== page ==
Time has a way of turning good memories into fairytales. They somehow become bigger and better than they were as they were being lived. Good memories get embedded with nostalgia, and the unfulfilled desire to re-live the moment only gets stronger with time. This weekend, I was up in San Francisco for a wedding. I was going up with a friend who lives in Bakersfield, so we decided to meet at Harris Ranch in Coalinga to ditch my car and ride up together. For those of you who are unfamiliar, Harris Ranch is on I-5, in between San Francisco and Los Angeles. It’s a cattle ranch, inn, restaurant and mid-way stop for travelers headed between SF and LA. It also smells like poop – and poop reminds me of home. You see, the town I grew up in is 15 miles west of Harris Ranch. It’s a lovely little town. A town I’m quick to defend when others do what I just did and make fun of the smell. “Harris Ranch is NOT Coalinga,” I’ll tell them emphatically. Just like ethnicity and religion, it’s okay to make fun of your own group, but if someone outside your circle starts talking crap (no pun intended), game on! Had they ever been to Coalinga, population 20,000, they would discover a charming town full of friendly people. It’s a safe town (or at least was when I was growing up) and perfect for raising a family. There’s not a whole lot to do, but that’s the beauty of it – you are forced to use your imagination. Within walking distance from the home I was raised in was the edge of town. Literally, the edge of town. The dividing line was a fence made of steel posts and barbed wire. On one side, an asphalt street and on the other, land stretching out as far as the eye can see. My friends and I had lots of adventures roaming the land. Armed with pellet guns and water, we would scour the fields for bandits (squirrels), blasting them to kingdom come. When we weren’t roaming the outskirts of town, we’d be riding our bikes through the neighborhoods. You could cover a quarter of the town on a good day, jumping off sidewalks, riding through the schools and using the edges of driveways as ramps to launch you onto the street. It was as good a childhood as I can imagine someone having.
I grew up at 213 Cindy Lane in an unassuming four bedroom, two bath house. It was a short street…maybe five houses on each side. Brick covered the bottom half of the house and white stucco, the top. The windows frames were green and there were two steps leading up to the front door. Two trees in the front yard provided shade and were probably the best climbing trees to ever have existed. I’m not sure what kind of trees they were, but they were maybe 20 feet tall, with large green leaves and thick branches.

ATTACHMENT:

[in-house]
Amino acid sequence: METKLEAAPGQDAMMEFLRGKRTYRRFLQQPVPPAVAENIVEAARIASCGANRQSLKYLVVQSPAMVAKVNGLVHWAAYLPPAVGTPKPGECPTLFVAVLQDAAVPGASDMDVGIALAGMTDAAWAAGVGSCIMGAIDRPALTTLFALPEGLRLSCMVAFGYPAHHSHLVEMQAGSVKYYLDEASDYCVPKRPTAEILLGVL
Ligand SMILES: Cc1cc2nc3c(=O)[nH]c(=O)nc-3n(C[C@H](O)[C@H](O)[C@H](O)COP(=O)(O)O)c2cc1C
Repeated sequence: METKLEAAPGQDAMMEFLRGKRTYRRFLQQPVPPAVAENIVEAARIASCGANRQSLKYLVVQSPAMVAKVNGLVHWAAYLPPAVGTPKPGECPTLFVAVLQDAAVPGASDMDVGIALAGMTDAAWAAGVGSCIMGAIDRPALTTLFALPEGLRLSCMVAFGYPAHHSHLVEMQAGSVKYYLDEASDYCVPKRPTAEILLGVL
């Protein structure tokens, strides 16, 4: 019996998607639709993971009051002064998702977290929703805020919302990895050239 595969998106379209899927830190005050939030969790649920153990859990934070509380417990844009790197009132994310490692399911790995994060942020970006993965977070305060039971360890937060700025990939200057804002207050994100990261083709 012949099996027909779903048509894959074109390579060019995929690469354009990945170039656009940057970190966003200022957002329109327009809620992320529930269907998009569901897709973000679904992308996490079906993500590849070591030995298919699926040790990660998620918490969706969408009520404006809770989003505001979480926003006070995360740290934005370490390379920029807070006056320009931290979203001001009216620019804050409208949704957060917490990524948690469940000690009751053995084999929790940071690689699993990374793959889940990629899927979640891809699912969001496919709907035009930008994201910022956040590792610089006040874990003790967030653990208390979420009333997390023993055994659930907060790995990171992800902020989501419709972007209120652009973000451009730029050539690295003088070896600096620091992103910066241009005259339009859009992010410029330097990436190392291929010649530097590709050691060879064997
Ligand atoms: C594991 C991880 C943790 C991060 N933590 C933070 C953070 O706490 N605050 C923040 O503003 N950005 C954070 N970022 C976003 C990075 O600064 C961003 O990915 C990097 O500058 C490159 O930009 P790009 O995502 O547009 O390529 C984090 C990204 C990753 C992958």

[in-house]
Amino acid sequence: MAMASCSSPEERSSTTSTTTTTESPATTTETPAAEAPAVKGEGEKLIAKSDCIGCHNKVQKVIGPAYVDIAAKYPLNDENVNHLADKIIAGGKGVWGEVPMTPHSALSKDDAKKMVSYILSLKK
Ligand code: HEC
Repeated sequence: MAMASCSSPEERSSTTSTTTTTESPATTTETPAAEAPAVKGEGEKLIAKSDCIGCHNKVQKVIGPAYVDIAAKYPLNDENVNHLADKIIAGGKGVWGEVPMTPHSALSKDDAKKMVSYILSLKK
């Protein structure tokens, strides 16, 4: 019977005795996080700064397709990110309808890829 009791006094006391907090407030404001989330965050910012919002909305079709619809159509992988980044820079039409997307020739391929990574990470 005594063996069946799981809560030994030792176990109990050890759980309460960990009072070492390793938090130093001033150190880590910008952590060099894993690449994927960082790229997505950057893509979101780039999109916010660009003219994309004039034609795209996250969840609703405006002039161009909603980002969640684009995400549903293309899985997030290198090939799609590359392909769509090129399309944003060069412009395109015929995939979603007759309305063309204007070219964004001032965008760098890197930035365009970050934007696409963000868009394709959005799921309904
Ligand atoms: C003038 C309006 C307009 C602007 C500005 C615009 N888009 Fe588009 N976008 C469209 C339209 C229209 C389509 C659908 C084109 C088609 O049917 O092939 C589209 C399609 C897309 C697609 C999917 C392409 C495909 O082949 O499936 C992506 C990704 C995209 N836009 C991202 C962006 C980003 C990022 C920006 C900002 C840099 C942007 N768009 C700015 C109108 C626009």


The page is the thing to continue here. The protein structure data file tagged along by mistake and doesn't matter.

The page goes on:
I was supposed to meet my friend at Harris Ranch at 8:30pm, but I was running a bit early, so I decided to go into town. I pulled up to Cindy Lane just before sundown. I parked my car and stepped out into the warm summer evening. Living at the coast is incredible, but there is something about a warm summer night that just can’t be beat. I started walking down the street and a flood of memories came to me. My best friend lived in the house on the corner and her aunt and uncle lived next door to us. The neighbor on the other side was a highway patrolman named Jeff. He and his wife would let us swim in their pool whenever we wanted. We would run between these four houses all summer long. As I walked down the street this weekend, I noticed there was a truck in front of my old house. A man was outside leaning on it, talking to the neighbor. They were drinking beer and trying to have a conversation, but the kids kept interrupting. I walked by and said hello. They said hi, but looked at me as if I was from another planet. Truth be told, I was completely out of place. V-neck shirts, tight jeans and TOMS shoes aren’t exactly what the locals wear. I rounded the corner of the street and walked down the ally. No one has ally’s anymore. At least no one that I know. I peaked through the fence of my old backyard and found dirt and concrete in the place of what used to be a beautifully manicured back yard. The deck that my father built with his own two hands was ripped out and the flowers that he and my mother planted were gone. It was disappointing to say the least. The only thing remaining of the basketball hoop that hung above the garage door were the four screw holes that held it there over fifteen years ago.
I returned to my car and drove to my parents house to visit for a bit before heading out to meet my friend. I frequently think of how great it would be to buy our old home and fix it up, restoring it to its former glory. I told my dad this once and he said that it probably wouldn’t be the same. I’m sure he’s right, because that’s the thing with great memories. They remain great through the remembering, not the recreating. Walking down the street, touching the leaves on the trees, seeing my name written into the sidewalk – that stuff never gets old.
So now it’s your turn. What’s your favorite childhood memory that’s taken on a life of its own?